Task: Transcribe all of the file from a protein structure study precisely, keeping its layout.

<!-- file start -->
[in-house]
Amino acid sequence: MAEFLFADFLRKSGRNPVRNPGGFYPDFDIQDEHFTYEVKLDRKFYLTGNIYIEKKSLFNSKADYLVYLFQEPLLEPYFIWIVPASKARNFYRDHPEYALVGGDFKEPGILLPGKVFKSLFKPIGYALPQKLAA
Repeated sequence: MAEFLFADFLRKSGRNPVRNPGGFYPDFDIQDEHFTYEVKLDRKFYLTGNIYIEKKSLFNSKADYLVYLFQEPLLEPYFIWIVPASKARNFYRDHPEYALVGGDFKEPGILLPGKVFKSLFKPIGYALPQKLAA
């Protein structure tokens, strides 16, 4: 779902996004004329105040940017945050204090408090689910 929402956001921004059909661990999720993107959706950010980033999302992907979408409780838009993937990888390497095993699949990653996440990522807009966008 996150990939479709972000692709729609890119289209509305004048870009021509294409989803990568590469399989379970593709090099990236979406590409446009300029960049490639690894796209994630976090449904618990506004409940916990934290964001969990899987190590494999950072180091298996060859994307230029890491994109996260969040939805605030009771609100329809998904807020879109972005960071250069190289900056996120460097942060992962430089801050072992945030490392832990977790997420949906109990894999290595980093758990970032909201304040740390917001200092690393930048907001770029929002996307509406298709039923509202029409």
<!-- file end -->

[in-house]
Amino acid sequence: MAEFLFADFLRKSGRNPVRNPGGFYPDFDIQDEHFTYEVKLDRKFYLTGNIYIEKKSLFNSKADYLVYLFQEPLLEPYFIWIVPASKARNFYRDHPEYALVGGDFKEPGILLPGKVFKSLFKPIGYALPQKLAA
Repeated sequence: MAEFLFADFLRKSGRNPVRNPGGFYPDFDIQDEHFTYEVKLDRKFYLTGNIYIEKKSLFNSKADYLVYLFQEPLLEPYFIWIVPASKARNFYRDHPEYALVGGDFKEPGILLPGKVFKSLFKPIGYALPQKLAA
């Protein structure tokens, strides 16, 4: 779902996004004329105040940017945050204090408090689910 929402956001921004059909661990999720993107959706950010980033999302992907979408409780838009993937990888390497095993699949990653996440990522807009966008 996150990939479709972000692709729609890119289209509305004048870009021509294409989803990568590469399989379970593709090099990236979406590409446009300029960049490639690894796209994630976090449904618990506004409940916990934290964001969990899987190590494999950072180091298996060859994307230029890491994109996260969040939805605030009771609100329809998904807020879109972005960071250069190289900056996120460097942060992962430089801050072992945030490392832990977790997420949906109990894999290595980093758990970032909201304040740390917001200092690393930048907001770029929002996307509406298709039923509202029409």